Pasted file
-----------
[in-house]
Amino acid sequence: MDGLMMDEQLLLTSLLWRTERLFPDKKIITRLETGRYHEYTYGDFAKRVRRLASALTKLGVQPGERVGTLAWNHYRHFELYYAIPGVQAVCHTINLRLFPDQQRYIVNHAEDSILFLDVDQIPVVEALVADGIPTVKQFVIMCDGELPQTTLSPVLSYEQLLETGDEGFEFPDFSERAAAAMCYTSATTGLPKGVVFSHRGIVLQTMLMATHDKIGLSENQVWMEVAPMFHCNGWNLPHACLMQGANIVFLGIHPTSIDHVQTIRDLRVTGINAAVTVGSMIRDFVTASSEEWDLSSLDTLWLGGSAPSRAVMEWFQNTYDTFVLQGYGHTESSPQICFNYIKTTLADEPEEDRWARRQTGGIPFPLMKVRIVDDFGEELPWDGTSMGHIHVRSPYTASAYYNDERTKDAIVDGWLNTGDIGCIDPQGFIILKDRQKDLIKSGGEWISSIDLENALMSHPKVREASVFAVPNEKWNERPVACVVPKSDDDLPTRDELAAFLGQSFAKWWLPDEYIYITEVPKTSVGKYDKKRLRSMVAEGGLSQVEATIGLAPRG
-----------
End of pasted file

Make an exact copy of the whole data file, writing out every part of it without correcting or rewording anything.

[in-house]
Amino acid sequence: MDGLMMDEQLLLTSLLWRTERLFPDKKIITRLETGRYHEYTYGDFAKRVRRLASALTKLGVQPGERVGTLAWNHYRHFELYYAIPGVQAVCHTINLRLFPDQQRYIVNHAEDSILFLDVDQIPVVEALVADGIPTVKQFVIMCDGELPQTTLSPVLSYEQLLETGDEGFEFPDFSERAAAAMCYTSATTGLPKGVVFSHRGIVLQTMLMATHDKIGLSENQVWMEVAPMFHCNGWNLPHACLMQGANIVFLGIHPTSIDHVQTIRDLRVTGINAAVTVGSMIRDFVTASSEEWDLSSLDTLWLGGSAPSRAVMEWFQNTYDTFVLQGYGHTESSPQICFNYIKTTLADEPEEDRWARRQTGGIPFPLMKVRIVDDFGEELPWDGTSMGHIHVRSPYTASAYYNDERTKDAIVDGWLNTGDIGCIDPQGFIILKDRQKDLIKSGGEWISSIDLENALMSHPKVREASVFAVPNEKWNERPVACVVPKSDDDLPTRDELAAFLGQSFAKWWLPDEYIYITEVPKTSVGKYDKKRLRSMVAEGGLSQVEATIGLAPRG